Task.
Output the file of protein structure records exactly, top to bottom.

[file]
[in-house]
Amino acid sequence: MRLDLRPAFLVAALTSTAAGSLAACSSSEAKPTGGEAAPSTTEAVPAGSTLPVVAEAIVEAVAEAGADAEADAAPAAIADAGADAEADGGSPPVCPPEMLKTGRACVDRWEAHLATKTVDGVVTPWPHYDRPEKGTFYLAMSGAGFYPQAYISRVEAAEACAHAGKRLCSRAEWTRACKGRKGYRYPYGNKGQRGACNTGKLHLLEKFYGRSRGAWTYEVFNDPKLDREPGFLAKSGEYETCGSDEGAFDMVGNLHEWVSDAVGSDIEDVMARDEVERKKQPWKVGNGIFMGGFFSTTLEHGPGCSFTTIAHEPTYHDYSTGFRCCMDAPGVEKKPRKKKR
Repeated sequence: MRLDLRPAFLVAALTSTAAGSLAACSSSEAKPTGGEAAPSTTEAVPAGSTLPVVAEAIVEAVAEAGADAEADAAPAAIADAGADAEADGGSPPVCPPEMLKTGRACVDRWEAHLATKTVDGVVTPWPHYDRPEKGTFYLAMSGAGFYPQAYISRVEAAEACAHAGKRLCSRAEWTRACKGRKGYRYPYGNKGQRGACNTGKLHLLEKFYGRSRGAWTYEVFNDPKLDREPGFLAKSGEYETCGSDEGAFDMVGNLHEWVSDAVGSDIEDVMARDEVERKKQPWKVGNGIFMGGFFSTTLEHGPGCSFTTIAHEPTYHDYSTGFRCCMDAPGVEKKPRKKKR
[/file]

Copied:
[in-house]
Amino acid sequence: MRLDLRPAFLVAALTSTAAGSLAACSSSEAKPTGGEAAPSTTEAVPAGSTLPVVAEAIVEAVAEAGADAEADAAPAAIADAGADAEADGGSPPVCPPEMLKTGRACVDRWEAHLATKTVDGVVTPWPHYDRPEKGTFYLAMSGAGFYPQAYISRVEAAEACAHAGKRLCSRAEWTRACKGRKGYRYPYGNKGQRGACNTGKLHLLEKFYGRSRGAWTYEVFNDPKLDREPGFLAKSGEYETCGSDEGAFDMVGNLHEWVSDAVGSDIEDVMARDEVERKKQPWKVGNGIFMGGFFSTTLEHGPGCSFTTIAHEPTYHDYSTGFRCCMDAPGVEKKPRKKKR
Repeated sequence: MRLDLRPAFLVAALTSTAAGSLAACSSSEAKPTGGEAAPSTTEAVPAGSTLPVVAEAIVEAVAEAGADAEADAAPAAIADAGADAEADGGSPPVCPPEMLKTGRACVDRWEAHLATKTVDGVVTPWPHYDRPEKGTFYLAMSGAGFYPQAYISRVEAAEACAHAGKRLCSRAEWTRACKGRKGYRYPYGNKGQRGACNTGKLHLLEKFYGRSRGAWTYEVFNDPKLDREPGFLAKSGEYETCGSDEGAFDMVGNLHEWVSDAVGSDIEDVMARDEVERKKQPWKVGNGIFMGGFFSTTLEHGPGCSFTTIAHEPTYHDYSTGFRCCMDAPGVEKKPRKKKR